Theatre: FAME - THE MUSICAL Cambridge Theatre, London

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The celebrity A-list had been whistled up for the first night of Fame - the Musical: Elle MacPherson, Alan Yentob and Chris Eubank (wearing shorts and boxing boots lest we forgot what he does when he is not attending premieres). I had the unsettling experience of sitting next to Hollywood's favourite rent-a-psycho, the poker-faced Dennis Hopper. Dressed in an immaculate pinstriped suit, he looked ready to audition for The Godfather IV. These were people who lived up to the show's title. Michael Winner was there, too, but he, like the poor, is always with us.

The production was as breathtaking as the guest-list. It was never going to win an Olivier for Services to Finesse - how could it with that many leg-warmers, patchwork floppy hats and back-to-front baseball caps on show? But the energy expended - especially on a hot night - was astonishing. It was exhausting just to watch; by the end we felt as if we had just gone 12 rounds with Eubank - and we were merely the audience.

In "Dancin' on the Sidewalk", a dance student called Tyrone leapt from a first-floor balcony and performed the sort of back-flips rarely seen outside the gymnastic floor-exercises section at the Olympic Games. At the end of the number, he crouched on the floor panting for a good 30 seconds. Tyrone, by the way, is played by Scott Sherrin, a bandana-wearing dude whose torso ripples under a string vest. He is not believed to be related to Ned.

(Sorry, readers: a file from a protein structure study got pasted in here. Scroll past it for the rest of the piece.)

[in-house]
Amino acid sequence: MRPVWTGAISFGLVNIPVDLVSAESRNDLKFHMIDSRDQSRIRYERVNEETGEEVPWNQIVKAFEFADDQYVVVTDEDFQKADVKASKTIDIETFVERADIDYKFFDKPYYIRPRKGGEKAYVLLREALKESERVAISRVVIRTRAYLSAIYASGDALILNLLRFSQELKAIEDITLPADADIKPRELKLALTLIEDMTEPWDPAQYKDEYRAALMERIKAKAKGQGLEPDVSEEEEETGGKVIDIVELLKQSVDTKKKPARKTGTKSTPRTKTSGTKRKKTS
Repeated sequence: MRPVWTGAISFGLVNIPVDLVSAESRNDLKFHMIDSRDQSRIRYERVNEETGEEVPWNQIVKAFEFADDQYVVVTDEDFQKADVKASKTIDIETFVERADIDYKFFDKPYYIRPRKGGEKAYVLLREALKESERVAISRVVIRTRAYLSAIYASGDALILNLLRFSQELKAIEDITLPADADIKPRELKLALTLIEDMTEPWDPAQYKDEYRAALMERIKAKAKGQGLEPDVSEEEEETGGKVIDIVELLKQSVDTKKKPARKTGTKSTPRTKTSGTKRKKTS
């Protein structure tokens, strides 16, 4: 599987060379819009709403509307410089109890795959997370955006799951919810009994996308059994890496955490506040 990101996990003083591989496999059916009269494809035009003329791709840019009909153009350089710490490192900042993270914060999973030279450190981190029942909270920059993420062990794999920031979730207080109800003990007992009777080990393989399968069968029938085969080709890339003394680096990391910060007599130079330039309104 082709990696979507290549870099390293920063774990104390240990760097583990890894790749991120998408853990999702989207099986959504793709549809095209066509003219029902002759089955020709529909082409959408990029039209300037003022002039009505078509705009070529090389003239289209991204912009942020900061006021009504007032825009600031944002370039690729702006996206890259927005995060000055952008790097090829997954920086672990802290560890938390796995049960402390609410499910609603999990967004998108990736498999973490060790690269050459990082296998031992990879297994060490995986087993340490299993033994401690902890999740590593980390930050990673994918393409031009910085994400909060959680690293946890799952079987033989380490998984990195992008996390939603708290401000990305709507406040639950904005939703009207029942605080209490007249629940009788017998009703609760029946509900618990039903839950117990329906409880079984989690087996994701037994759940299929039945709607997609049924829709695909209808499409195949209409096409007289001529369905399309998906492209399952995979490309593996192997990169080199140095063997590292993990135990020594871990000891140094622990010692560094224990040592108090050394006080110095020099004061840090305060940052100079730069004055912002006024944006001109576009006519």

The blur of energy on stage, however, could not conceal the lack of plot. Luvvies playing luvvies often makes for uncomfortable viewing, as anyone who has seen the "struggling actress" in BBC1's Castles will testify. Early on, an aspiring thespian sang: "I Wanna Do The Lion in Winter / Brecht and Harold Pinter." Pur-lease.

In Jose Fernandez's story, various young hopefuls arrive at the New York High School for Performing Arts to be told - twice over in case they don't get the message the first time - what damn hard work it's all going to be. After a few all-singing, all-dancing routines and some under-developed story lines about drugs and sexuality, they graduate and go off to be waiters - sorry, performers.

In the end, though, it was a case of "Never mind the plot, feel the show- stoppers." There was an excess of actors singing Steve Margoshes's mournful ballads on their knees in a spotlight, and some touches were hard to fathom. Why, for instance, was a song about being like Meryl Streep accompanied by four dancers in black martial-arts kit doing tai chi? But otherwise, director Runar Borge captured the grandstanding enthusiasm of eager young performers. Mabel (Sonia Swaby) had the audience whooping with delight during a gospel number about losing weight. Saving the best till last, the encore of the title song was delivered by the sassy Loraine Velez from the roof of a New York yellow cab, which drove on stage through a cloud of dry ice. Eat your heart out, Miss Saigon.

By that stage, even Dennis Hopper's icy veneer had melted and he was on his feet shouting "Bravo" with the best of them.

n Continues at the Cambridge Theatre, London WC2 (0171-494 5080)

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